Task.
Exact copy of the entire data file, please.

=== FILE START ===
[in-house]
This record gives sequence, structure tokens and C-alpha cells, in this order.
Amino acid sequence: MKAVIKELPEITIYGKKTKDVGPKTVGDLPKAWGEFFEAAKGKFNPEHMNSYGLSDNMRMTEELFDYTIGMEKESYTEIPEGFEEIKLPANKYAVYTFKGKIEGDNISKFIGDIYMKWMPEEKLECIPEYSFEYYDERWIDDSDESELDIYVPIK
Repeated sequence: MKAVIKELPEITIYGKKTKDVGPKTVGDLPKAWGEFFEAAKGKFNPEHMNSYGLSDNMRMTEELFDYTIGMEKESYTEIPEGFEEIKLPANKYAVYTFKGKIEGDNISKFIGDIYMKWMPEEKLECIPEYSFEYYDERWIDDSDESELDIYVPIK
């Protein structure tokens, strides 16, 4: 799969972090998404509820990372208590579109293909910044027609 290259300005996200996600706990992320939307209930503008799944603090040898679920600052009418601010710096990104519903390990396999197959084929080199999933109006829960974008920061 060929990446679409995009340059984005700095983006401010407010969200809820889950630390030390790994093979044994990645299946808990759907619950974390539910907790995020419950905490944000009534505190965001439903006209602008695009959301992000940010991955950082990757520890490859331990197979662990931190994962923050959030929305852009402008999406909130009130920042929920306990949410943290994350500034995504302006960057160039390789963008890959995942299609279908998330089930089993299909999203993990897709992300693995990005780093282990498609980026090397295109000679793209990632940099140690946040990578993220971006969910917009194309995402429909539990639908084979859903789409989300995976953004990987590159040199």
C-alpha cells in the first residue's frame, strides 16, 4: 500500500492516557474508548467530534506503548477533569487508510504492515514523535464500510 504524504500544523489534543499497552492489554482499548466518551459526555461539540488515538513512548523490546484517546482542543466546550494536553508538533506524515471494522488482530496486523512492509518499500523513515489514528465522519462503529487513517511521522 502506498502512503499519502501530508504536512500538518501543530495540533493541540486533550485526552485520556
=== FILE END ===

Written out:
[in-house]
This record gives sequence, structure tokens and C-alpha cells, in this order.
Amino acid sequence: MKAVIKELPEITIYGKKTKDVGPKTVGDLPKAWGEFFEAAKGKFNPEHMNSYGLSDNMRMTEELFDYTIGMEKESYTEIPEGFEEIKLPANKYAVYTFKGKIEGDNISKFIGDIYMKWMPEEKLECIPEYSFEYYDERWIDDSDESELDIYVPIK
Repeated sequence: MKAVIKELPEITIYGKKTKDVGPKTVGDLPKAWGEFFEAAKGKFNPEHMNSYGLSDNMRMTEELFDYTIGMEKESYTEIPEGFEEIKLPANKYAVYTFKGKIEGDNISKFIGDIYMKWMPEEKLECIPEYSFEYYDERWIDDSDESELDIYVPIK
């Protein structure tokens, strides 16, 4: 799969972090998404509820990372208590579109293909910044027609 290259300005996200996600706990992320939307209930503008799944603090040898679920600052009418601010710096990104519903390990396999197959084929080199999933109006829960974008920061 060929990446679409995009340059984005700095983006401010407010969200809820889950630390030390790994093979044994990645299946808990759907619950974390539910907790995020419950905490944000009534505190965001439903006209602008695009959301992000940010991955950082990757520890490859331990197979662990931190994962923050959030929305852009402008999406909130009130920042929920306990949410943290994350500034995504302006960057160039390789963008890959995942299609279908998330089930089993299909999203993990897709992300693995990005780093282990498609980026090397295109000679793209990632940099140690946040990578993220971006969910917009194309995402429909539990639908084979859903789409989300995976953004990987590159040199």
C-alpha cells in the first residue's frame, strides 16, 4: 500500500492516557474508548467530534506503548477533569487508510504492515514523535464500510 504524504500544523489534543499497552492489554482499548466518551459526555461539540488515538513512548523490546484517546482542543466546550494536553508538533506524515471494522488482530496486523512492509518499500523513515489514528465522519462503529487513517511521522 502506498502512503499519502501530508504536512500538518501543530495540533493541540486533550485526552485520556